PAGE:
Dating owens illinois glass bottles
With this hub, I am going to focus on the methods used by the Owens-Illinois (O-I) Company, and show you how to date your glass finds using the symbols and numbers indicative of the O-I company.I am by no means an expert on the numbers, nor am I an expert on how to date glass using the numbers, but I have done a lot of research on the subject, and I am relaying the information I have acquired along my internet travels.However, the A to the right of the 7 tells me that this piece of glass has a high probability of either once being a Coca-Cola bottle or a Pepsi-Cola bottle.If that is the case, this piece of glass may be our exception to the rule and the 7 to the right of the symbol may not be a year code at all.However, without having more of the glass, I am unable to narrow that down to a specific year.If that was the end of it, this would be a pretty lame blog post, but as it stands I am a fairly curious person and couldn't help digging a little deeper.Our first example to the right (Exhibit D), fortunately for me, is extremely easy to determine the date of production.Since 2063 has yet to pass, and the company did not exist in 1863 nor did it use that symbol prior to the 1950's, the only possible year of production is 1963. I am unsure of whether or not this particular example follows the general trend of date code to the right of the symbol. If we assume that the 7 is indicative of a year, it could mean anything from 1957 to 2007.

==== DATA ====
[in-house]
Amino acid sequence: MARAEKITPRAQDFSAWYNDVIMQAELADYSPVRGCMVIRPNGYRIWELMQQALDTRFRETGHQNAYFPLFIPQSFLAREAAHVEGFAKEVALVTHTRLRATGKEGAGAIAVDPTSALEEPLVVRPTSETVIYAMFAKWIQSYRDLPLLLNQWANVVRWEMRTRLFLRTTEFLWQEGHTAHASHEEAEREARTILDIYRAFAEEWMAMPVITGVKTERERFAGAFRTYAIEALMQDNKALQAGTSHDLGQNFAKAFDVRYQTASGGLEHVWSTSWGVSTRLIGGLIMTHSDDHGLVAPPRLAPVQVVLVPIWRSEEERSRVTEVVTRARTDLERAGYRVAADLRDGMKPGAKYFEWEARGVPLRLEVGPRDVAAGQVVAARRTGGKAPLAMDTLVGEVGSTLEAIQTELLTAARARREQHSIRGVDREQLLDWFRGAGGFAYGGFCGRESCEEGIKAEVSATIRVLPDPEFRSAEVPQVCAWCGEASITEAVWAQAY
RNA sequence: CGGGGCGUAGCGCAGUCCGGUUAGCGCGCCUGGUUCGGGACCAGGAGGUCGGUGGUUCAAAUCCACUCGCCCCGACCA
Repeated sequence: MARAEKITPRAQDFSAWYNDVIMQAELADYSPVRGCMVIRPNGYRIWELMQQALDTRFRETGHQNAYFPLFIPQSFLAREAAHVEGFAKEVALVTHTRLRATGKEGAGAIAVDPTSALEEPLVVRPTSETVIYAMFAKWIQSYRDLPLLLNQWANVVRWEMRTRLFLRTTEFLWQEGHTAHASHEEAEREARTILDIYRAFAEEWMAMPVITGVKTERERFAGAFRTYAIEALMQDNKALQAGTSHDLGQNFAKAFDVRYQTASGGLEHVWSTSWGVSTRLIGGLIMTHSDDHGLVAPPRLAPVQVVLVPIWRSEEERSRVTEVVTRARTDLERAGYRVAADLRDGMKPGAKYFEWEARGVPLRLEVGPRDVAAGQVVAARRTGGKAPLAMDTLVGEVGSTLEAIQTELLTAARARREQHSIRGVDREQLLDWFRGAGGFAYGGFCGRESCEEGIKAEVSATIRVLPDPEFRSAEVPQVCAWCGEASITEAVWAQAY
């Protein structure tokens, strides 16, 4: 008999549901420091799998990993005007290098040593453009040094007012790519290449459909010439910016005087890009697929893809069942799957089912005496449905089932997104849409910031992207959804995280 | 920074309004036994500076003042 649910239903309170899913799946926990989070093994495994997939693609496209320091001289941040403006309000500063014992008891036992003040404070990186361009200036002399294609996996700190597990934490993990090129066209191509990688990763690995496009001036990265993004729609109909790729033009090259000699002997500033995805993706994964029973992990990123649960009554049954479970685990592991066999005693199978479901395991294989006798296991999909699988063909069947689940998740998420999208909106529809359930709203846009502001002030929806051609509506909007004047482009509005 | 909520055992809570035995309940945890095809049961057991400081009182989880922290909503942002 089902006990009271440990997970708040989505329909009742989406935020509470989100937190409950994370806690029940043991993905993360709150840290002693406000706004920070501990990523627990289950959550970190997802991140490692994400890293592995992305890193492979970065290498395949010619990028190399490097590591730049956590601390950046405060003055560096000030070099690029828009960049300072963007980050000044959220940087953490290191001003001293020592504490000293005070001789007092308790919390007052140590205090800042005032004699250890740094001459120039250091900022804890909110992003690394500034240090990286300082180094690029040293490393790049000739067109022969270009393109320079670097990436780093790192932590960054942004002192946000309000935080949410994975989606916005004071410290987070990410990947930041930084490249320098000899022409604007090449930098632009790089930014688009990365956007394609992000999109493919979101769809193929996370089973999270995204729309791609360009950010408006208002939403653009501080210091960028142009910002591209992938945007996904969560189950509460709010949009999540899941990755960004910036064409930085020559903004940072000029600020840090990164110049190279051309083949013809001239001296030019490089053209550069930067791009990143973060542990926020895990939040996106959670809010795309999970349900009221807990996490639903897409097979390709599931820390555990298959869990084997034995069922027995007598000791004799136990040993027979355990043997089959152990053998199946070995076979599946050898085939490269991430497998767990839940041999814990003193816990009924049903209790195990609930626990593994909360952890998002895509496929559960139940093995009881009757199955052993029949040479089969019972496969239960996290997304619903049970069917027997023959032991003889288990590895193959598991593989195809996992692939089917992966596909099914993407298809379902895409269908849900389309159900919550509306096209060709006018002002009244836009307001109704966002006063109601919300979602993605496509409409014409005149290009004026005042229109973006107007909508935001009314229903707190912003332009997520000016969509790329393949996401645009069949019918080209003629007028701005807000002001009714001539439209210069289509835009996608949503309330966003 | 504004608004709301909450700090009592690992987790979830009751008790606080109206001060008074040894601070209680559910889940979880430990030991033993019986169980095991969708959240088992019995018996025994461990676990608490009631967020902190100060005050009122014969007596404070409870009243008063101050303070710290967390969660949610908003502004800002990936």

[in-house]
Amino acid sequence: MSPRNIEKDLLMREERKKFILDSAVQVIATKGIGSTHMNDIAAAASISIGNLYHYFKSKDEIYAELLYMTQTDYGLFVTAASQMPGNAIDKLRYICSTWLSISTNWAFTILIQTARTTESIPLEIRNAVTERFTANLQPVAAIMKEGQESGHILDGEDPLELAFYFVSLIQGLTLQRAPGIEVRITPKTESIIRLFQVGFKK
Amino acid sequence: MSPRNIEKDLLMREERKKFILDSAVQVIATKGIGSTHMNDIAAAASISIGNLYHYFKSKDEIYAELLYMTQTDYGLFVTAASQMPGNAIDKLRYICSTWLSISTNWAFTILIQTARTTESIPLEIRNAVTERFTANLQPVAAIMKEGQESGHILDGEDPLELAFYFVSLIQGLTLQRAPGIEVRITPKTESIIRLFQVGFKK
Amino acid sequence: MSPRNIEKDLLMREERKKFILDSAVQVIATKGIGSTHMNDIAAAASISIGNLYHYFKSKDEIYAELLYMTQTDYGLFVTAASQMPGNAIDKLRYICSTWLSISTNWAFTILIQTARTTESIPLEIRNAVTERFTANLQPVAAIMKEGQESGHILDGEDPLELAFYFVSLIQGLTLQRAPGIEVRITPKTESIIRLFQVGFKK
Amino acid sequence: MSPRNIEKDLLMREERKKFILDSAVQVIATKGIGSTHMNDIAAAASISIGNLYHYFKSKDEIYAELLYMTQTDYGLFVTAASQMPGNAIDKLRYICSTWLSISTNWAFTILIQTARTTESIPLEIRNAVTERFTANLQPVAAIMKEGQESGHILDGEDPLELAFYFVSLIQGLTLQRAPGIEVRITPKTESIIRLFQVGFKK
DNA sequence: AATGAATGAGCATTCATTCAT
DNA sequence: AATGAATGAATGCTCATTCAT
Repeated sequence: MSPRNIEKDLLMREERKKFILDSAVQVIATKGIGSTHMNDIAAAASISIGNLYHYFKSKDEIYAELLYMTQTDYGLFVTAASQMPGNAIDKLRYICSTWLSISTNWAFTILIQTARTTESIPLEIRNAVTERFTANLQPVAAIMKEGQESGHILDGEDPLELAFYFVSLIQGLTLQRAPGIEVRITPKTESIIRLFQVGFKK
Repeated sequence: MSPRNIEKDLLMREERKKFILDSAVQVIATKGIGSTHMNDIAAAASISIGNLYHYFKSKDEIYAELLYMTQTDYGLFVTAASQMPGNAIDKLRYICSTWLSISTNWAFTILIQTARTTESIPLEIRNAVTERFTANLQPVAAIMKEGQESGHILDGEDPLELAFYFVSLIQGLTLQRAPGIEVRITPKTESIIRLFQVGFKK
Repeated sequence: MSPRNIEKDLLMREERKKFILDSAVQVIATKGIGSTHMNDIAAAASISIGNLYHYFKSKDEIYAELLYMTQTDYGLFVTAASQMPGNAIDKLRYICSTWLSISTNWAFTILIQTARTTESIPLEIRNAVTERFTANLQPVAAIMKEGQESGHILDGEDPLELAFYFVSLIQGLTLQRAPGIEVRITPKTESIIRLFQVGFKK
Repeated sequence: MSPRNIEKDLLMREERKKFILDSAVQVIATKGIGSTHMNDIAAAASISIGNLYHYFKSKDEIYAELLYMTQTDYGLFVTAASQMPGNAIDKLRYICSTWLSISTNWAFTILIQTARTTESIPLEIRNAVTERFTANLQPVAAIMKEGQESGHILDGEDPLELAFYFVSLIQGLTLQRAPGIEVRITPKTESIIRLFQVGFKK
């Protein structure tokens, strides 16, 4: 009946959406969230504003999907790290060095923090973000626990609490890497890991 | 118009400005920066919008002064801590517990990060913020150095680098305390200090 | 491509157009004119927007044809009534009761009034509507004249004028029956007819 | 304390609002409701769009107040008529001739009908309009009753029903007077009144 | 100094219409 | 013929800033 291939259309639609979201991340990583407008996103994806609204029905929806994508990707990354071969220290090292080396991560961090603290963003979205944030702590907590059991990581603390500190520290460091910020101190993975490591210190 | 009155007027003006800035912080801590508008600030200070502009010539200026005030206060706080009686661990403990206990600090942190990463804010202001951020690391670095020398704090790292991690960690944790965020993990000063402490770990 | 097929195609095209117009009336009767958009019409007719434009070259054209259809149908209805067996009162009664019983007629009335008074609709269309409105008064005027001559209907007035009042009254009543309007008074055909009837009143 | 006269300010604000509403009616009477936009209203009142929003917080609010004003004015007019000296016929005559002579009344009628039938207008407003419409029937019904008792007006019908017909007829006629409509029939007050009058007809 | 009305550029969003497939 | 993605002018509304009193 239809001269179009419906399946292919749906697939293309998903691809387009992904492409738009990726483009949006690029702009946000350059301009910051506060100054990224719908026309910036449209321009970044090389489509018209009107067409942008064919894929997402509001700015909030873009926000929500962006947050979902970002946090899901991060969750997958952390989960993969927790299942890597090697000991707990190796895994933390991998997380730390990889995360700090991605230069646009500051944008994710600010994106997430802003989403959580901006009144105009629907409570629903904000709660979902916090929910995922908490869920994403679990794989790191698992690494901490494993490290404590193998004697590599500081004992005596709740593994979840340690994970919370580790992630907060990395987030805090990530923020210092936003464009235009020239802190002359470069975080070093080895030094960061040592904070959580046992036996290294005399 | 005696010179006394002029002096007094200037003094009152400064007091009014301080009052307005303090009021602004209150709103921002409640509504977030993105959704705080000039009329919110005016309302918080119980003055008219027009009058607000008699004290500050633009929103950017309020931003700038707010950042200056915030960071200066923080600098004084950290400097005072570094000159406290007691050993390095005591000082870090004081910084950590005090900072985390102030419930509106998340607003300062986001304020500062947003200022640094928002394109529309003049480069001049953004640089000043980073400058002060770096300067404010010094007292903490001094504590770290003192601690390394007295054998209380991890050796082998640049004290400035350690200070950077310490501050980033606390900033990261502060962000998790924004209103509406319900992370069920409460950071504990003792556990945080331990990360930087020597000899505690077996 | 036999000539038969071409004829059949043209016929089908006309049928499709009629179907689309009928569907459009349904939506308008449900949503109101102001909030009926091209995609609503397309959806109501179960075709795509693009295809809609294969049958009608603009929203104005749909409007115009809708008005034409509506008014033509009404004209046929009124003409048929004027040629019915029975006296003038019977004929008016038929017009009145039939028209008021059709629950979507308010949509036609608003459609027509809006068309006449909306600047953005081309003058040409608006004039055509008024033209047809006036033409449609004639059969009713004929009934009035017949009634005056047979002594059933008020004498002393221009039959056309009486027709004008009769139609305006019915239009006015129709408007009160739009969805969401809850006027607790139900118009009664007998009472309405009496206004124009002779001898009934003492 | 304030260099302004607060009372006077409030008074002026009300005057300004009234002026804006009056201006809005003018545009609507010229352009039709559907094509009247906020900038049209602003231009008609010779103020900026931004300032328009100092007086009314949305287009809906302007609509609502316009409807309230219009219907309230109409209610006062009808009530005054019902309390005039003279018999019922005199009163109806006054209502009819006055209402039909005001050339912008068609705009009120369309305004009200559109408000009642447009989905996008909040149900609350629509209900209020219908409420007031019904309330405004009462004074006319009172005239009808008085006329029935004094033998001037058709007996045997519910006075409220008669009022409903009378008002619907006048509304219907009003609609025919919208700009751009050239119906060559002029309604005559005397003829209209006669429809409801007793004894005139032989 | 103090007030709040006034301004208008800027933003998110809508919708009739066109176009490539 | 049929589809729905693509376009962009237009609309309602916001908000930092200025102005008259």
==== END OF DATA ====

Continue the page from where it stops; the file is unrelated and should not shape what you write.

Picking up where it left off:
The automatic bottle-making machine revolutionized the industry, and became the foundation of today’s glassmaking industry. forming the company it is now (with a few changes along the way).
What first led me down this path of discovery was a small piece of glass I found washed up on my local creek with the word “where the surface of the hot, just produced bottles, were sprayed on the body, shoulder, and neck (not base or the top of the finish) with a stannic chloride (Tin (IV) chloride) vapor that allowed the tin to bond to the outer surface providing scratch resistance and durability to the bottles." (Lindsey, B.) Though this process is still in use today, the word was embossed on bottles only between 1940 and the mid-1950s (Lindsey, B).
Therefore the piece of glass I found was manufactured using this process somewhere in that time frame.
In 1941, the United States of America formally entered World War II on both the Pacific and European fronts.
Resources became limited as many industries focused on manufacturing supplies to support the war effort.